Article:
It's not that I haven't been approached by grifters, I have. Just recently, a man reached out to me after finding my resume on Indeed.com. The first time he contacted me he said he was from one company. In a subsequent email, that company name changed but the role stayed the same. Curious to find out what it was all about, I responded with my rates, as requested, and he told me he could pay exactly half. Um... 

When I remained firm, he began to badger me, sending emails that read: "Just try it! It'll probably take half the time you think …

Eat, Cry, Panic

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While typically my inbox brims with rejection emails, several weeks ago I received a message that began with the word "Congratulations!" 

Thrilled to see that salutation instead of the usual: "We're sorry, but we just don't think..." I was elated before I'd even identified the sender. (I'm at a place where if you congratulate me on anything from wearing a clean shirt to not stepping on my cat, I'll graciously accept and momentarily glow with pride.) 

But before I got my hopes up too high, I realized it could be another "Congratulations! You've been selected to attend our 'Combatting Female Baldness & Vaginal Dryness During Menopause' seminar!" email, so, naturally, I had to table my enthusiasm temporarily until I'd read further.

But, it turned out, it was, in fact, good news. My application to attend a small writing conference in Italy this July had been accepted.




I read the email in disbelief but within moments my init…

Expenses That Take a Backseat When You're Unemployed

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"And what about you? We haven't seen you in a while! It's been, what, at least a year?" my dentist shrieked last Thursday after I brought in my 10-year-old for a routine cleaning.

I found this only slightly less irritating than dealing with an impacted wisdom tooth because first, no one wants to be dental-shamed, second, I was last there in late June of 2017 (not the mid-1980s as she seemed to be implying), and, third, piggybacking on my last point, I haven't been in because I lost my dental coverage when I lost my job last June.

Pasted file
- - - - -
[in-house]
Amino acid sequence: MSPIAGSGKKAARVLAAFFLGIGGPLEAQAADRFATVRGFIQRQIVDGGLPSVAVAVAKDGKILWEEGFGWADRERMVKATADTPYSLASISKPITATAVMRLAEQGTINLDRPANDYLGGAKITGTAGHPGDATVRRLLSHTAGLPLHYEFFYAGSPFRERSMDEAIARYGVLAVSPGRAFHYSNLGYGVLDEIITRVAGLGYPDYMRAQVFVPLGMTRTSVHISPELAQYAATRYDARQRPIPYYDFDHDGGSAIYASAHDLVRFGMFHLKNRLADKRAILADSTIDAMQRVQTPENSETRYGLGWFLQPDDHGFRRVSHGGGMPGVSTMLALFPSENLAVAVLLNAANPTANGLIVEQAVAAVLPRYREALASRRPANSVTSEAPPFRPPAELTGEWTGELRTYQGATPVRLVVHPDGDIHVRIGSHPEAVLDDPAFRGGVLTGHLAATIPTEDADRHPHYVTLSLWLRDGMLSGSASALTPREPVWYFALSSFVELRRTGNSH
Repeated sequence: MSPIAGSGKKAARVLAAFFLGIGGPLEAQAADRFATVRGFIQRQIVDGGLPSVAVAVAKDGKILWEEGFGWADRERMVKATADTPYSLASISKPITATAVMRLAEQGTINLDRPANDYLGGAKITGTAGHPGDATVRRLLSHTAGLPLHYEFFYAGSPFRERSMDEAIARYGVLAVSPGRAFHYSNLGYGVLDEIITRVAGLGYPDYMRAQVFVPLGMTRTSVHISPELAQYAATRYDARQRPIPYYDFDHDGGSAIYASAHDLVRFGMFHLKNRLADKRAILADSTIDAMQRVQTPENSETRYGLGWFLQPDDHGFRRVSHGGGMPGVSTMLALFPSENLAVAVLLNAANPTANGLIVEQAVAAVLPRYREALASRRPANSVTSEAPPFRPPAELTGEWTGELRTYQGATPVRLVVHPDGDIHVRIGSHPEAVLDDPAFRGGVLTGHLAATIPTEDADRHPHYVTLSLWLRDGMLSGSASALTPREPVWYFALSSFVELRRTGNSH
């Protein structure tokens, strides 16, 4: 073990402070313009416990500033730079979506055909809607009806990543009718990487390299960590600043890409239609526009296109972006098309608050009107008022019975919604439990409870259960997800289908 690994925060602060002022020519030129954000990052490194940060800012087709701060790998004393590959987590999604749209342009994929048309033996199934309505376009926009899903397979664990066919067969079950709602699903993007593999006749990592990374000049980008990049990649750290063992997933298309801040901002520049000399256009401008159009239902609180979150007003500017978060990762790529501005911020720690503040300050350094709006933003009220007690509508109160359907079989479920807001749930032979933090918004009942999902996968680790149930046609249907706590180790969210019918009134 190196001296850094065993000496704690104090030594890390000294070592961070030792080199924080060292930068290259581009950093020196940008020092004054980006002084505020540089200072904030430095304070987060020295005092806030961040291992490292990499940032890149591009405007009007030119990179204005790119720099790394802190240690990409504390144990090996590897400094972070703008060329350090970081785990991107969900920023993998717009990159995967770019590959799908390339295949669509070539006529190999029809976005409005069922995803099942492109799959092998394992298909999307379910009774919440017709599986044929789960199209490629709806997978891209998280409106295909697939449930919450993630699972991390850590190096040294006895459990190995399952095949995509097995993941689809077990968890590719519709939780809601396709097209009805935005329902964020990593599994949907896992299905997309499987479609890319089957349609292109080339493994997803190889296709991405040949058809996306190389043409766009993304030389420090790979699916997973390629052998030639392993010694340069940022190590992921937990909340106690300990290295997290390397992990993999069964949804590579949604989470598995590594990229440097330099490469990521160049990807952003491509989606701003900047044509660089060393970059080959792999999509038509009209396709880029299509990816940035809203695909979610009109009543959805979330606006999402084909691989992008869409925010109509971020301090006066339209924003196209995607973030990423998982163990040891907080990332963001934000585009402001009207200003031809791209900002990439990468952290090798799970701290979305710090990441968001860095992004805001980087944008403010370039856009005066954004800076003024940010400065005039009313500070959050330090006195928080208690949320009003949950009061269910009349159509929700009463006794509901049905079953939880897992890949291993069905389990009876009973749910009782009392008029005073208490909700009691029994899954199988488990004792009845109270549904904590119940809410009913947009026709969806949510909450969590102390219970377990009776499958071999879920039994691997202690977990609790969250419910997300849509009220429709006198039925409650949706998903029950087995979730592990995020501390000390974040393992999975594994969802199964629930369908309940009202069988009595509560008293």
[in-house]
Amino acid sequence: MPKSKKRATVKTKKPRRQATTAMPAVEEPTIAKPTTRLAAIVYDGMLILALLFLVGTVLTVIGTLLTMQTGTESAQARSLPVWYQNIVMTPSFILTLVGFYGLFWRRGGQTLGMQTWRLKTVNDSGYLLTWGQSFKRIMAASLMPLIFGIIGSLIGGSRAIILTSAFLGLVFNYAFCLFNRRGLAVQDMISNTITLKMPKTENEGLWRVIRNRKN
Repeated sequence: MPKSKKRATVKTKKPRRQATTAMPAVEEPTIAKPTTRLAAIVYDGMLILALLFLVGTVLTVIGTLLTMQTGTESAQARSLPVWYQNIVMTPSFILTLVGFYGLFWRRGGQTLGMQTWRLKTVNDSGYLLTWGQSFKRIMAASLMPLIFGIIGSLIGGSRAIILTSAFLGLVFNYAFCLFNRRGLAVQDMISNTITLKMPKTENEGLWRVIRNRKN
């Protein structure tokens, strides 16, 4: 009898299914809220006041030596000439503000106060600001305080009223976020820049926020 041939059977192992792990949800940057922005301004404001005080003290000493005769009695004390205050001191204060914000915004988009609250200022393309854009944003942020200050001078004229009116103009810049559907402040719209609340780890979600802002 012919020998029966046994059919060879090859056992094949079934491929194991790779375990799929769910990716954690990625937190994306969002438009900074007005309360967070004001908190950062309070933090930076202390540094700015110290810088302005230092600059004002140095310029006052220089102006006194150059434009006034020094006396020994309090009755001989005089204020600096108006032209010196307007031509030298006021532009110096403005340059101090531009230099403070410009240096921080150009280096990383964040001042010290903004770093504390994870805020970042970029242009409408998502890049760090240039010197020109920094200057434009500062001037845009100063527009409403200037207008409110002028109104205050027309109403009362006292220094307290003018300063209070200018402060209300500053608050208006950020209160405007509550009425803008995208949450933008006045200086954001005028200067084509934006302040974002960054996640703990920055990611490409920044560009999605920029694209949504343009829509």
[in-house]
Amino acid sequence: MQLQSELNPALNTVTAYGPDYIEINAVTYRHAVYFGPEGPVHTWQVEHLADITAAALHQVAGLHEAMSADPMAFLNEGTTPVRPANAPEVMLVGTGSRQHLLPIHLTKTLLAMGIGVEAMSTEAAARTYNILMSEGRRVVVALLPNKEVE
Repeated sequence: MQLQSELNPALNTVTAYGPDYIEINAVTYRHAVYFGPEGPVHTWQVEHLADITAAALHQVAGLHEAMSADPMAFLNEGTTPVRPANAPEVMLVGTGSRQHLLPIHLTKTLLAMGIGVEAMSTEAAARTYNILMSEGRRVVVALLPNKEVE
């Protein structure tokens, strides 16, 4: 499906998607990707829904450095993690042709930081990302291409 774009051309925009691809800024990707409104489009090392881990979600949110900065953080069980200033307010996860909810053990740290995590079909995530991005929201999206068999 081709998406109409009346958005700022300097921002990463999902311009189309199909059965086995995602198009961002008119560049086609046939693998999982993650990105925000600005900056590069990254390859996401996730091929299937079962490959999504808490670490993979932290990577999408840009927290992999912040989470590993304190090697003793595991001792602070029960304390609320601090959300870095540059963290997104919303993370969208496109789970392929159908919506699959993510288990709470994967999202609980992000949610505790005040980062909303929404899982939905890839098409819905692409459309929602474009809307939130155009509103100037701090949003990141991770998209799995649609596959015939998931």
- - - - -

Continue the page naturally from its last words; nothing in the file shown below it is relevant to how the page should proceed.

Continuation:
Clearly, it's not like I walked out of her office that sunny summer day, threw my toothbrush in the gutter, laughed maniacally, and turned my back on oral care, vowing never to brush or floss again. So, needless to say, I found her behavior off-putting.

Now, you're probably thinking, "Liz, you're over-reacting. Surely this woman isn't a mindreader, how could she possibly know you were out of work (again!) and struggl…

Pros & Cons of the Freelance Lifestyle

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Rather than return to the grind of a full-time gig, I've been doing a lot of freelance work instead. (What with being laid off in 2014 and 2017, that's one roller coaster I wasn't up for boarding again so soon.)

While initially I was delighted by the work-from-home, make-your-own-hours freedom of this career choice, as I'm approaching a year of it, it's definitely a mixed bag – one that's filled with its share of benefits and shortcomings.

Topping my list of lesser-known perks is the opportunity to sing along to the most depressing Aimee Mann tunes without colleagues suggesting I get myself some Abilify®.

Downsides you may not imagine include me stalking the mail carrier and muttering my daily mantra, "Where's my check?"


(Yes, many publications roll old school and shun PayPal and direct deposit much to the dismay of my beleaguered postal worker.)

Some facets of the freelance lifestyle actually fall into both categories. Exhibit A: I can spend mos…